Kelly's character was strong and determined. She was not willing to be intimidated or frightened by those who wanted to get rid of her.

This was my first reading in the series and I will be looking out for others in the list.

The book was sent to me by Netgalley courtesy of Kensington Press

Jess has survived injury and been in the midst of a civil war in Ghana but she is about to face her biggest challenge yet. Getting married to Simon should have brought her much joy and it did in the form of two beautiful girls but with someone as unstable as Simon was, with an undiagnosed mental condition and the support of his parents who blindly agreed to whatever he said, life was not going to be easy for her.

The story was sad as the entire marriage was one sided with Jess bearing the emotional and to a great extent the working of the marriage and ultimately there never seemed to be a moment of appreciation from her husband who took everything for granted. Despite being Quakers with strong moral and ethical guidelines on how they lived, Simon and his parents were anything but and Jess ultimately faced betrayal by all of them. The worst betrayal came from her best friend Polly and this was the ultimate betrayal, slightly unbelievable for me as the reader as well.

Human nature at its best and worst in the story. The settings were the 1960s and I could not imagine why Jess took everything that was thrown at her without rebellion or question. Laws were still archaic according to this book and domestic violence and abuse was considered a matter for private settlement between 'husband and wife'. I couldn't believe this and am actually going to check this out.

The book was unsettling but well written.

Sent to me by Netgalley for an unbiased review, courtesy of Endeavour Press.

Sunday, September 18, 2016

The Book of Memory by Petina Gappah

Memory is a girl's name and this is her narration of her stay in prison in Harare, Zimbabwe. Incarcerated for the murder of her guardian, Memory is due for execution, though execution has not taken place in Harare for over ten years so it is life imprisonment. There is no way that Memory can explain the circumstances of Lloyd's gruesome death as everything points out that she is the killer.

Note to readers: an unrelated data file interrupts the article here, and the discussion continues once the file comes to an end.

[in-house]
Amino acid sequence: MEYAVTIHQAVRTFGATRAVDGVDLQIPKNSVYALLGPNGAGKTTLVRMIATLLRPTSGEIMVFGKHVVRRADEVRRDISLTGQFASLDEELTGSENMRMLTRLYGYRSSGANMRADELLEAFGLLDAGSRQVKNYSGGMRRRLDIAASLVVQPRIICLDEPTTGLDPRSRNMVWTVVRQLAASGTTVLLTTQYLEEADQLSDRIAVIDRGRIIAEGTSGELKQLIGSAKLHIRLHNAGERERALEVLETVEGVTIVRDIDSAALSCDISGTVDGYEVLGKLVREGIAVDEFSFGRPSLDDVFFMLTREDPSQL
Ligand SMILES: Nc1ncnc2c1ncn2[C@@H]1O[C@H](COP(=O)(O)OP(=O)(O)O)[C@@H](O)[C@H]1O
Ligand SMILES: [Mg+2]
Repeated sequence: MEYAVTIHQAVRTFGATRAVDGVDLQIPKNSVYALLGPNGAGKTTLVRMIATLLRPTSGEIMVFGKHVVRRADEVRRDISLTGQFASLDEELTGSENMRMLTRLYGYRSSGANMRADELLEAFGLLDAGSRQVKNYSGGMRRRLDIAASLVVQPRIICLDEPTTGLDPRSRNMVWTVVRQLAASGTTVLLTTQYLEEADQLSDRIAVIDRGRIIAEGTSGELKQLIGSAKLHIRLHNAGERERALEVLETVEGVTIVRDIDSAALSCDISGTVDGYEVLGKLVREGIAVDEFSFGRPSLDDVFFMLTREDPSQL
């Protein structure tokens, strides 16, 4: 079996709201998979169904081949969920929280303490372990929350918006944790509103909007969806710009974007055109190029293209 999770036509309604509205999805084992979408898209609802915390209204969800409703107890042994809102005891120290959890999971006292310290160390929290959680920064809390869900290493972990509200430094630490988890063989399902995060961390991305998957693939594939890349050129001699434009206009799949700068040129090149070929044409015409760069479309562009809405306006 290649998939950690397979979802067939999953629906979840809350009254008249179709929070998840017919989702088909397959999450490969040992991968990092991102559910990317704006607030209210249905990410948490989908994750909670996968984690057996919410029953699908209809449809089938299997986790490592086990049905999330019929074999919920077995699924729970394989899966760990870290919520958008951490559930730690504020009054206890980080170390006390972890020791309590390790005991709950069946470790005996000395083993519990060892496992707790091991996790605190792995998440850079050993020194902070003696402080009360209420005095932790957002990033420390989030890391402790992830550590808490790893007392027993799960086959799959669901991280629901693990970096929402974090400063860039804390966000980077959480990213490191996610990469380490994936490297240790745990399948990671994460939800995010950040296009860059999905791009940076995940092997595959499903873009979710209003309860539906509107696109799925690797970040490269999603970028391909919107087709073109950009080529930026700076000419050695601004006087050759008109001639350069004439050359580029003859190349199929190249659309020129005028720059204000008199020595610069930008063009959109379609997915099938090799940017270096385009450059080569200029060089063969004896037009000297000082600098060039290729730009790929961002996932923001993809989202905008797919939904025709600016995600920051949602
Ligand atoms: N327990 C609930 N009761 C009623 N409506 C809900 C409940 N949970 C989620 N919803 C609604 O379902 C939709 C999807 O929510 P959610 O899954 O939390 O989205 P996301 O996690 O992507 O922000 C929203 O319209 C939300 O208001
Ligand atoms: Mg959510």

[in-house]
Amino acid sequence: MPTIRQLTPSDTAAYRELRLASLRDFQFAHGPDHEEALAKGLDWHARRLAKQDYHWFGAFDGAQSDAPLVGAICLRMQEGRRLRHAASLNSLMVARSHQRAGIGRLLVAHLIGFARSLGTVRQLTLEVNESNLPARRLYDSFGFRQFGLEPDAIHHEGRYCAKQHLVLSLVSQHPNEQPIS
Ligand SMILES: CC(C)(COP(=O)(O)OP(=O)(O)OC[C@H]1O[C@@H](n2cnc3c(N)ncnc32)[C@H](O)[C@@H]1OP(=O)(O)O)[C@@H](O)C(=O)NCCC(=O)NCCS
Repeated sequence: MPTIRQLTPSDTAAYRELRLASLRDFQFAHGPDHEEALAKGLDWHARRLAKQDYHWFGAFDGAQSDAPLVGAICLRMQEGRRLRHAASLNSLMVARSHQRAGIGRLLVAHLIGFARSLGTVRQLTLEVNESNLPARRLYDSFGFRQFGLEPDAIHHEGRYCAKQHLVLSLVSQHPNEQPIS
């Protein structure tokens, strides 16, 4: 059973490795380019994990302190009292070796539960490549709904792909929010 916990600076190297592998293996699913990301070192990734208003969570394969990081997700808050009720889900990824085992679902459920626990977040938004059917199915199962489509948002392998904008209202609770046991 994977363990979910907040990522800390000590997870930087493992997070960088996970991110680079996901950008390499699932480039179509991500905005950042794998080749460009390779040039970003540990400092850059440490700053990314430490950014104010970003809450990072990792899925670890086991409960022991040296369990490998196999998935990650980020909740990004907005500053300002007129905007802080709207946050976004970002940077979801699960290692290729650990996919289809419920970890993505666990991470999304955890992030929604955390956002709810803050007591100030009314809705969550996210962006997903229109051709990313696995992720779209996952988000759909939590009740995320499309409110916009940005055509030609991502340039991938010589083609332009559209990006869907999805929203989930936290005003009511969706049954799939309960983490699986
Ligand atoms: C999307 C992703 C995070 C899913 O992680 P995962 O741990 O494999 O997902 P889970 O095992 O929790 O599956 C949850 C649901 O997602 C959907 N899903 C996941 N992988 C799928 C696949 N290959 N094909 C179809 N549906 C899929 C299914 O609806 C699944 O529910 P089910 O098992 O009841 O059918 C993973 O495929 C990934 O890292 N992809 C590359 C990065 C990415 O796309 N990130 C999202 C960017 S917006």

This story outlines the life of an albino girl born in Zimbabwe and the twists and turns her life took before she ended in prison. The account of her life before she was taken in by Lloyd was also a difficult one - poverty and an antagonism on the part of her mother towards her which could not be understood till the end, the cycle of superstition and ancient beliefs and then Memory's education and broadening of her outlook till the end.

This was a very powerful emotional read. Not an easy one but the narrative was as if Memory was in the same room as the reader, recounting her story day by day, going back and back till she was a mere toddler and then coming back to the young woman she was today.

This was a recommendation from one of my blogging friends and I was very glad that I was able to get to this hitherto unknown author and subject.

Thanks to Netgalley who sent the book to me, courtesy of Faber & Faber Ltd. 

Thursday, September 15, 2016

Amour Provence by Constance Leisure

Stories set in two time frames dealing with the same families are always good for me. Set in Provence during the time of the Nazi as well as much later the story outlines the lives of several people from the time they were youngsters as well as their parents and then goes on to the later scenario and how lives have changed/been unchanged.

In the vineyards and farms where the story is set, life is governed by what is seasonally done for generations. Also livelihoods have been passed from father to son. A variation in this set in stone lifestyle is not looked at well by either neighbours or the community at large. The return of a daughter after a broken marriage to a Scottish man is looked at askance, especially as her sibling feels that he may get deprived of his inheritance. A young Arab woman hoping for a life of freedom realises that she has escaped one constrictive life for another where everyone looks at her with suspicion and life is still governed by what her husband decides. A young man has an affair with the mother of another young man in the village, but the affair only comes back to bite him decades later and leads to his divorce and isolation.